For that which must will surely come to pass.
So think his project over once again.
It will to me be of more benefit
If I think over that which thou hast said.
(Exeunt Manager and Romanus. Johannes
comes from another direction, deep in thought, and sits down
on a boulder. Johannes is at first alone; afterwards appear
his Double, the Spirit of Johannes' youth, and finally the Guardian
of the Threshold, and Ahriman.)
I was astonished when Capesius
Made known to me how my soul's inner self
Revealed itself unto his spirit's eye.
I could so utterly forget a fact
Which years ago was clear as day to me: —
That all that lives within the human soul
Works further in the outer spirit-realms;
Long have I known it, yet I could forget.
When Benedictus was directing me
To my first spirit-vision, I beheld
Capesius and Strader by this means,
Clear as a picture, in another age.
I saw the potent pictures of their thoughts
Send ripples circling through the world's expanse.
Well do I know all this — and knew it not
When I beheld it through Capesius.
The part of me which knows was not awake;
That in an earth-life of the distant past
Capesius and I were closely knit,
That also for a long time have I known —
Yet at that instant I did know it not.
How can I keep my knowledge all the time?
(A voice from the distance, that of Johannes' Double.)
‘The magical web
That forms their own life.’
‘And clairvoyant dreams
Make clear unto souls
The magical web
That forms their own life.’
(While Johannes is speaking these lines
his Double approaches him. Johannes does not recognise
him, but thinks ‘the Other Philia’ is coming towards
O spirit-counsellor, thou com'st once more;
True counsel didst thou bring unto my soul.
Johannes, thine awakening is but false
Until thou shalt thyself set free the shade
Whom thine offence doth grant a life bewitched.
This is the second time thou speakest thus.
I will obey thee. Point me out the way.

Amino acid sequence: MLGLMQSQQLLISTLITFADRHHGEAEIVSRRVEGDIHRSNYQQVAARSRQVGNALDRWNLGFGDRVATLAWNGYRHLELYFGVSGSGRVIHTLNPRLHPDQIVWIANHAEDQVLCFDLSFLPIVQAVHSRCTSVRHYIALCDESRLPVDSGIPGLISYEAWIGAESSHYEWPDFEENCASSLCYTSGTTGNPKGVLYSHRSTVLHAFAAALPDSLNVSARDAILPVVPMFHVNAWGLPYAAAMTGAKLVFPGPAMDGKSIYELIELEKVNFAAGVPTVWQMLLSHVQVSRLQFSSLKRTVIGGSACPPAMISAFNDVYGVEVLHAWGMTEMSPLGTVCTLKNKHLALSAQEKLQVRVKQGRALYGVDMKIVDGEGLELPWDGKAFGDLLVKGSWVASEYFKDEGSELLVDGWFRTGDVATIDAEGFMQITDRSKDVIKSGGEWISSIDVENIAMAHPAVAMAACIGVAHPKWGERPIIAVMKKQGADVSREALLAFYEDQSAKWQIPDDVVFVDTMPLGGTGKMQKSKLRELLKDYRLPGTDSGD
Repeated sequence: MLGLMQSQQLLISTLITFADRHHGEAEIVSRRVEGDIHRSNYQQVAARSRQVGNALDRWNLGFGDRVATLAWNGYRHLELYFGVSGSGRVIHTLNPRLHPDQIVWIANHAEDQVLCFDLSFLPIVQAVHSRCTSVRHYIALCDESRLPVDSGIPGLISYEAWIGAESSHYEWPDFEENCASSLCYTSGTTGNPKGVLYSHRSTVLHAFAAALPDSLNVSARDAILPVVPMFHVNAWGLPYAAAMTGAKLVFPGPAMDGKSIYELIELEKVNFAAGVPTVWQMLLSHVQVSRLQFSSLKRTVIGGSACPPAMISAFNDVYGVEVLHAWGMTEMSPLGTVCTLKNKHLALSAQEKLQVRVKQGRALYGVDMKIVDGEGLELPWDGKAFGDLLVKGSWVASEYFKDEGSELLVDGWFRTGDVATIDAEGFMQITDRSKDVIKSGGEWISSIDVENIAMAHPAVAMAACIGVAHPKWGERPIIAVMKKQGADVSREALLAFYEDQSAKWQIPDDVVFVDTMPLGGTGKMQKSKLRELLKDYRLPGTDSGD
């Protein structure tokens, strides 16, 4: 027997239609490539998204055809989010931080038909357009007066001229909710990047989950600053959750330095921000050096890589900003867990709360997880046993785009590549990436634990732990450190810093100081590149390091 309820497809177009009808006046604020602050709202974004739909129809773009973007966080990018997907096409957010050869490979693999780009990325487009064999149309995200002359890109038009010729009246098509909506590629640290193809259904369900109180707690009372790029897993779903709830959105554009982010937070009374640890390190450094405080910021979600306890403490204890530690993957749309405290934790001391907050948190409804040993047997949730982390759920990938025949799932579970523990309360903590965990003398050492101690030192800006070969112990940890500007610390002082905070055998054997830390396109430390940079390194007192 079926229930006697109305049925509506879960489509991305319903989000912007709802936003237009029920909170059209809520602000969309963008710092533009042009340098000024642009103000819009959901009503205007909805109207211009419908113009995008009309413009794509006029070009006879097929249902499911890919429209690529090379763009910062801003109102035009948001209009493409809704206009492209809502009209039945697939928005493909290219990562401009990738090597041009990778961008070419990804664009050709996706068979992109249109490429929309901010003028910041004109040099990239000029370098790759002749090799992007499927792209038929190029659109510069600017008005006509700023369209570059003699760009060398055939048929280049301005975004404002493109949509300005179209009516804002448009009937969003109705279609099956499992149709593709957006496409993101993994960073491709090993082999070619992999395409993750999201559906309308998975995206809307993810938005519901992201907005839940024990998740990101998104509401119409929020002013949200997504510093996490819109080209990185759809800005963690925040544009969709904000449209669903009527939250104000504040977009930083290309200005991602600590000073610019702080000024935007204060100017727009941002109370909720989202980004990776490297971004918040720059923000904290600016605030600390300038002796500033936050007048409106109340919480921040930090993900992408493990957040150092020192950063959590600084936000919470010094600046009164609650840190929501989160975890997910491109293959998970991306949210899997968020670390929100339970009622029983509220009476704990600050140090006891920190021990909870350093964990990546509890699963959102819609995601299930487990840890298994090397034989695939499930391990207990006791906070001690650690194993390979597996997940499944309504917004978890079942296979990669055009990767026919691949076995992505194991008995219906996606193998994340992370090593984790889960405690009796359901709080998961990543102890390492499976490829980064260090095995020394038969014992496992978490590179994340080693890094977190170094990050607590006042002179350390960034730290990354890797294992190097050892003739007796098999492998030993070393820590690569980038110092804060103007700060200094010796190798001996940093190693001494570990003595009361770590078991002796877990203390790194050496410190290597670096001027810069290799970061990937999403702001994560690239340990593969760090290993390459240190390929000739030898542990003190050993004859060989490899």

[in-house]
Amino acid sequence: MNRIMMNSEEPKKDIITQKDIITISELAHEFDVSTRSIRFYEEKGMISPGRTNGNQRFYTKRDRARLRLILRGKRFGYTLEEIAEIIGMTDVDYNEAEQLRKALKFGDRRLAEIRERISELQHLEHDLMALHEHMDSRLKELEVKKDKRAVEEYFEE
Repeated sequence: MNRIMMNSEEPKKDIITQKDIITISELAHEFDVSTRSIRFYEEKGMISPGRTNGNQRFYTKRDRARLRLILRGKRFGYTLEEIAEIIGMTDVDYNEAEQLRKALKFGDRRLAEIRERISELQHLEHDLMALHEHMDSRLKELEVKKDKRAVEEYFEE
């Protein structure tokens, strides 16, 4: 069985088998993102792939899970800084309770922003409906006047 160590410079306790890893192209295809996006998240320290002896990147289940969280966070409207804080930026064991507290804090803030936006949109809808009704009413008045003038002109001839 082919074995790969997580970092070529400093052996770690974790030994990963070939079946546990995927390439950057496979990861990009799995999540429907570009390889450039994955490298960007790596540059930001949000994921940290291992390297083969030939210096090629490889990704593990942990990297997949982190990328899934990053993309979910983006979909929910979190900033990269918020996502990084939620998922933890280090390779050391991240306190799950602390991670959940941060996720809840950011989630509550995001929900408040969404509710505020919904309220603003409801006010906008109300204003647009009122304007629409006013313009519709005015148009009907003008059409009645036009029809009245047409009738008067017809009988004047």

Johannes, give life in the shadow-realm
To what is lost to thee in thine own self.
From out thy spirit's light pour light on him
So that he will not have to suffer pain.
The shadow-being in me I have stunned
But not o'erthrown: wherefore he must remain
A shade enchanted amongst the other shades
Till I can re-unite myself with him.
Then give to me that which thou owest him:
The power of love, that drives thee forth to him,
The heart's hope, that was first begot by him,
The fresh life, that lies deep hid in him,
The fruits of earth-lives in the distant past,
Which with his being now are lost to thee;
Oh, give them me; I'll bring them safe to him.
Thou knowest the way to him? — Oh, show it me.
I could approach him in the shadow-realm
When thou didst raise thyself to spirit-spheres;
But since, desire-powers tempting thee, thou didst
Avert thy mind to follow after him,
When now I seek him my strength ever fails.
But if thou wilt abide by my advice
My strength can then create itself anew.
I vowed to thee that I would follow thee —
And now, O spirit-counsellor, again
With all my soul's strength I renew that vow.
But if thou canst thus find the way to him,
Then show it to me in this hour of fate.
I find it now but cannot lead the way.
I can alone show to thine inward eye
The being whom thy longing now doth seek.
(The Spirit of Johannes' youth appears.)
The Spirit of
Thanks to that spirit I shall ever owe,
Who was allowed thy soul-sight to unseal,
So that when I appear by spirit-law
Thou wilt henceforth behold me open-eyed.
But thou must first this spirit truly know,
At whose side thou art now beholding me.
(The Spirit of Johannes' youth disappears: only now does
Johannes recognise the Double.)
Is't not that spirit counsellor?
Is it mine other self?
Now follow me — thou hast so vowed to me —
For I must now conduct thee to my lord.
(The Guardian of the Threshold appears and stands beside
Johannes, wouldst thou tear this shade away
From those enchanted regions of the soul,
Then slay desire, which leads thee aye astray.
The trace which thou dost follow disappears
So long as thou dost seek it with desire.
It leads thee to my threshold and beyond.
But here, obeying lofty Beings' will,
I do confuse the inward sight of those
Within whose spirit-glance lives vain desire;
All these must meet me ere they are allowed
To penetrate to Truth's pure radiant light.
I hold thy Self fast prisoned in thy sight
So long as thou approachest with desire.
Myself too as illusion dost thou see
So long as vain desire is joined with sigh
t And spirit-peacefulness of soul hath not
Become as yet thy being's vehicle.
Make strong those words of power which thou dost know,
Their spirit-power will conquer fantasy.
Then recognise me, free from all desire,
And thou shalt see me as I really am.
And then I need no longer hinder thee
From gazing freely on the spirit-realm.
But as illusion dost thou too appear?
Thou too ... whom I must ever see the first
Of all the beings in the spirit-land.
How shall I know the truth when I must find
One truth alone confronts mine onward steps —
That ever denser grows illusion's veil.
Let not thyself be quite confused by him.
He guards the threshold faithfully indeed
E'en if to-day thou see'st him wear the clothes
Which for thyself thou didst patch up before
Within thy spirit from old odds and ends.
Thou as an artist surely couldst produce
Thy actors in a better style than this;
But thou wilt make improvements by-and-bye,
And e'en this clownish form can serve thy soul.